Updated: May 24
Bounty Skulls are treasures that can be found in Sea of Thieves which are primarily found through killing Skeleton Captains on bounty voyages. (do away with the other locations they can be found, build log not a walk through)
Sea of Thieves itself is an action-adventure video game developed by Rare and published by Microsoft Studios. The game allows players to take the role of a pirate sailing the seas either solo or as part of a crew of up to four players.
The style of the game is very stylized and cartoonish having exaggerated proportions in every aspect of the design, which meant I couldn't use real skulls as reference for the build.
When I was originally approached for this commission, I had already started one of my own which gave me a head start (no pun intended) on how to go about this. Originally, I had planned to sculpt and cast a piece from scratch, but after a quick internet search I found a piece 3D modeled by Garrett Williams on Thingiverse. You can find this and many of his other pieces here! With the model downloaded and ready to print, I could finally start!
All skulls were printed in 2 sections on my Robo R1+ using MatterHackers PLA. Skulls were printed in two sections to reduce the amount of support need for each piece.
Once all pieces had finished printing, they were joined together using CA glue and prepped for sanding. This one of my first prints with the settings not quite dialed in. This resulted in more visible layer lines and more clean up and sanding further down.
One of the many methods used to finish 3D printing pieces is using XTC, which I'll be applying to the skull here and explaining how it works. However, there are other more efficient ways but might be less accessible for many of you, hence why I'll be explaining this method first. On another blog entry I'll be explaining the different ways to finish a 3D printed piece.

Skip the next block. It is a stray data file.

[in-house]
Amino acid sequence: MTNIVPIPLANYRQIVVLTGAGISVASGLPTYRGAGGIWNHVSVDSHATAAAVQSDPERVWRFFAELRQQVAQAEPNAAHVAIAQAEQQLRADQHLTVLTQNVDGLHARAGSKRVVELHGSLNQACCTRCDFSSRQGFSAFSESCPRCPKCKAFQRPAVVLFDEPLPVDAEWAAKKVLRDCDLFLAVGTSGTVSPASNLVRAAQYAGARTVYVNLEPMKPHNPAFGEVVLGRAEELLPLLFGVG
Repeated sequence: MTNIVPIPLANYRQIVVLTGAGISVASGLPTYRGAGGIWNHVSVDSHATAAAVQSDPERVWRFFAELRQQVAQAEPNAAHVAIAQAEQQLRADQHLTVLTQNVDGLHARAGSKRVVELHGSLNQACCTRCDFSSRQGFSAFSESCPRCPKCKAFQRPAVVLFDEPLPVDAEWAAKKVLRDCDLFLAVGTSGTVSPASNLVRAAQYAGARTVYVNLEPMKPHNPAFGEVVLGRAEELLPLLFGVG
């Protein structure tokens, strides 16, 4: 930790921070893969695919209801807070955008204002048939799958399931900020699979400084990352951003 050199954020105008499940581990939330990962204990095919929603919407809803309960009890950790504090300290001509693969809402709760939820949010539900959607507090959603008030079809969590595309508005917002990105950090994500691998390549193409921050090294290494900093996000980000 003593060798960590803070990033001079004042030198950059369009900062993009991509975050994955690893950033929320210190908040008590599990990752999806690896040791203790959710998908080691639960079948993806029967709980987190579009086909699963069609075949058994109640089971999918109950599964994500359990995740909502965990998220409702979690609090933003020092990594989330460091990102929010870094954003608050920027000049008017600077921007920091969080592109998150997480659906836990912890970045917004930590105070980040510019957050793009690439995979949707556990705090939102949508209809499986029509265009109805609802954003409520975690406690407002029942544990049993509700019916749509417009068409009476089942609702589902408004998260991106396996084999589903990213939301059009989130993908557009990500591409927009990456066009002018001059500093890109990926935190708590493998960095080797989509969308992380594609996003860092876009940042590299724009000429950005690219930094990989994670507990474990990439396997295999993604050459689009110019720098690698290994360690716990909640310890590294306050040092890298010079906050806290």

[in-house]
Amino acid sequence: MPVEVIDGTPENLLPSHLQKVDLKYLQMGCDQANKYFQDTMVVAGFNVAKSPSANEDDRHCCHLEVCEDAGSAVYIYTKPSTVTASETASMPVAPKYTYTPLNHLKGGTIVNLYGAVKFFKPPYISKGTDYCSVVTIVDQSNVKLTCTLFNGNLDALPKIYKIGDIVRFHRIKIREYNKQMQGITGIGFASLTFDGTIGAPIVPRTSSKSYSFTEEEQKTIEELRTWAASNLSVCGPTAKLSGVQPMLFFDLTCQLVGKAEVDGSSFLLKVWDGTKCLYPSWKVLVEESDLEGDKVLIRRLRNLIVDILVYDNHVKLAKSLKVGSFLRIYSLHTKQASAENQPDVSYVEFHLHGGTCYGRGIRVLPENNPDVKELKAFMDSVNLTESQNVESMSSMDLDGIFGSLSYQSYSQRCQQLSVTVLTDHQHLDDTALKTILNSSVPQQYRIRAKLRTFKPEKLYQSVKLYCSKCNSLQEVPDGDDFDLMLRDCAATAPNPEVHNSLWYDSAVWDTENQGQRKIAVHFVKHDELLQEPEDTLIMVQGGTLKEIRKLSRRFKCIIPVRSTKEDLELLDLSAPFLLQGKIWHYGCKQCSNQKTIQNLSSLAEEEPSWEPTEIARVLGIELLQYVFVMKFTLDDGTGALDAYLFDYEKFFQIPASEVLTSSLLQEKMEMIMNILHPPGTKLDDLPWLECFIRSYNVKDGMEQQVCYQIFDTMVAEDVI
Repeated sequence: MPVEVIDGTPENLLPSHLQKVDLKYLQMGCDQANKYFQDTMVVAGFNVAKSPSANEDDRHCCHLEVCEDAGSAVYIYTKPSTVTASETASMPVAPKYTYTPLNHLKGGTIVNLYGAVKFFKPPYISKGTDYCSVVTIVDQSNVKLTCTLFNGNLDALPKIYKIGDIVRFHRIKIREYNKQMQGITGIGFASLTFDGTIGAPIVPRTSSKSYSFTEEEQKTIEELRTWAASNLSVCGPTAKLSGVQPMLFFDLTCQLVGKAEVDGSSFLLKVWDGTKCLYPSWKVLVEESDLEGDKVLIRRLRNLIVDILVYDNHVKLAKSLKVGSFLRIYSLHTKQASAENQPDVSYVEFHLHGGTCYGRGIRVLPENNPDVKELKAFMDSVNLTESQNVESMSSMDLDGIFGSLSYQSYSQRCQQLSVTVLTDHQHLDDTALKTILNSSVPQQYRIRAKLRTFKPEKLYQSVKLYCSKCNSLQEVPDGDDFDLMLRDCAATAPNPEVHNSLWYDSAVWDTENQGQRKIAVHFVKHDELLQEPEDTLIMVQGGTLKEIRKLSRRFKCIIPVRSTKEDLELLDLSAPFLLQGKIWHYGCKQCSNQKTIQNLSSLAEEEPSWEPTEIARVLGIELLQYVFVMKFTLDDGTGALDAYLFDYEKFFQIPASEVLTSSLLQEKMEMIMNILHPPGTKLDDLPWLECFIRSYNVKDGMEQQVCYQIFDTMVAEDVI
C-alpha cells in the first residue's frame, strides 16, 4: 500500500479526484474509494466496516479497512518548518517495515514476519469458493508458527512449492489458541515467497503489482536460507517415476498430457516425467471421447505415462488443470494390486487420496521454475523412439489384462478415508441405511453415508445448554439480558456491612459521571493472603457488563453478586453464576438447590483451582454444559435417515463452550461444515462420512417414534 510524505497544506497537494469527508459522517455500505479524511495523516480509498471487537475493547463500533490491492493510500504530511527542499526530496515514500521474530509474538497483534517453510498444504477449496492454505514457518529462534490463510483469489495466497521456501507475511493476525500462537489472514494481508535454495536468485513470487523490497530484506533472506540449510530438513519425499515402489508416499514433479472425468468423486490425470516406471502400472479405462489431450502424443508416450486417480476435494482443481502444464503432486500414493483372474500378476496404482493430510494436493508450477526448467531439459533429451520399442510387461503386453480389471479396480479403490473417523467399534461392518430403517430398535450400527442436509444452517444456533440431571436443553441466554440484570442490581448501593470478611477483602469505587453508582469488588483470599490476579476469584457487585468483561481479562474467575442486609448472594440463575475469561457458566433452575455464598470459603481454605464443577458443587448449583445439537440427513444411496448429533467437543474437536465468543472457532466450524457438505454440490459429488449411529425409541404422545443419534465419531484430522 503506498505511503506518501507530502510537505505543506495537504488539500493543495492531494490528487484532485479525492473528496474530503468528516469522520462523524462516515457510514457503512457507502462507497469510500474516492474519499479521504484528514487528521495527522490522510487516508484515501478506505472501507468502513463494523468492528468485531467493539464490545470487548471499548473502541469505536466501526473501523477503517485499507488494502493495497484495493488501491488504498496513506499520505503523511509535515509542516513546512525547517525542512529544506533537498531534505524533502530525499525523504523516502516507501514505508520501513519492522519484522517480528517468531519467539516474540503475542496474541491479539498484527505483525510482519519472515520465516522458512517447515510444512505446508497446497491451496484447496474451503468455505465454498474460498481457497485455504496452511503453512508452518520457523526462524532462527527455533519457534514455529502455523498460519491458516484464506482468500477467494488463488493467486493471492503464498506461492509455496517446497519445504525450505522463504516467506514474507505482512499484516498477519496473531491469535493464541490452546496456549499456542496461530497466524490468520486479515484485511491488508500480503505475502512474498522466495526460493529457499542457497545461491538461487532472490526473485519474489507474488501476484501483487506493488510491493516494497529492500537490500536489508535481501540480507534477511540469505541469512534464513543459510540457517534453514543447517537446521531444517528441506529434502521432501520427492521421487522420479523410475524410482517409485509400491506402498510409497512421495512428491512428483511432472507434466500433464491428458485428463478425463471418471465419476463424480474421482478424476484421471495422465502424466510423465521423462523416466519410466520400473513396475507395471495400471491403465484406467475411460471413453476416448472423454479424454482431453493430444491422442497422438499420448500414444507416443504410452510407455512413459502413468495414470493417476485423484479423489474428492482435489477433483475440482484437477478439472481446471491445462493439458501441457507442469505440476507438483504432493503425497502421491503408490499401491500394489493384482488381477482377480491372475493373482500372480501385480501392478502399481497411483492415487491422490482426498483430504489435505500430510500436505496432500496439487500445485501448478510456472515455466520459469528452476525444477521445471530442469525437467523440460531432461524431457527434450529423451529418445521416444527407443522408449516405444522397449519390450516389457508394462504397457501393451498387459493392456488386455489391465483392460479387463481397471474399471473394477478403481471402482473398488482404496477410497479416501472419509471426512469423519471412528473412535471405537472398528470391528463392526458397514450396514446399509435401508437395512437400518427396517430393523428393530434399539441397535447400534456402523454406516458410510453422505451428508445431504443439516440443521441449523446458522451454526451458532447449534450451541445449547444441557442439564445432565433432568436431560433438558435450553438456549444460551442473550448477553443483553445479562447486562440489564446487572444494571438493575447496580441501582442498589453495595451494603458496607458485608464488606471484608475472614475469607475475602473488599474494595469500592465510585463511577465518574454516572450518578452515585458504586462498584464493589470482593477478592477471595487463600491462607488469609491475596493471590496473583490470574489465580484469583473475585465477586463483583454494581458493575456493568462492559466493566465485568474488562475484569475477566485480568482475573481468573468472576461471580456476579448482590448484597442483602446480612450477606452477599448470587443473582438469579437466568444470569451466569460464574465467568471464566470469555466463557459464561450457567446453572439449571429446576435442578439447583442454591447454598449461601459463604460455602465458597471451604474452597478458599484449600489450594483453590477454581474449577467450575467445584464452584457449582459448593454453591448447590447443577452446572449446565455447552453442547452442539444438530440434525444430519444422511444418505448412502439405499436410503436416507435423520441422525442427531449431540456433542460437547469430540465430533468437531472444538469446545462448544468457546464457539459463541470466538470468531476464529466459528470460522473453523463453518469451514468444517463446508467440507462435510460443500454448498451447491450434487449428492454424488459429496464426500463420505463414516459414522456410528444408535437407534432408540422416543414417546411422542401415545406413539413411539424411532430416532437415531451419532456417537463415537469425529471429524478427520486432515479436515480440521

To finish this, I brushed the surface using XTC3D in several passes. I tinted the resin to make it easier to see what was being filled and what needed more sanding. From here, it's a repeating process of priming, filling and sanding. I prime the surface with filler primer to fill in any of the small scratches and once I sand the whole piece, usually starting with an 80 grit, primer is left in the low areas which I fill in using spot putty. This whole process is repeated over and over until I'm satisfied with the finish.
After 1 round of sanding with 80 grit sandpaper and filler primer.
After seeing that there were print lines still visible, more sanding was done with progressive grits starting with 220 and finishing with 400. With one final layer of filler primer buffed to perfection it was off to molding!
Before molding I applied the last filler primer layer and some mold released once cured.
Magic goo is applied, AKA silicone (specifically Rebound 25 from Smooth-On). To differentiate between the layers, blue tint was added. Four layers in total were applied, first being the thinnest to capture all the details, two thick coats after and finally a regular coat to finish.
I'm pretty sure this remind some of you of Doctor Who's Silence character. Anyhow, not pictured, registrations keys and the final regular layer were applied to finish the mold. Once finished and cured its ready for the support shell.
The support shell process was previously explained thoroughly here! So feel free to check it out!
First copy in smooth cast 300, and master for comparison.
The copy itself required minimal sanding so once that was done, primer was applied and got it ready for painting. I added a textured paint from Rust Oleum as a first layer to give it a nice feel to it, which was later followed by a gray base coat color of acrylic paint and finished by adding depth to it with an airbrush where I used Createx airbrush paint.
For a cool effect I added a LED strip inside and a custom smoke machine based on the blueprints of Valkyrie Studios, which you can find here! I'll later make a post about my experience working with the smoke machine, but for now, Kat makes a great basic cosplay machine schematic to follow. However, i recommend only doing so if you previously have experience working with electronics.
Thanks for reading! I hope I was able to help those of you who are interested in working with 3D printed pieces and giving it a proper finish. Have fun printing!
Full album of finished skull here!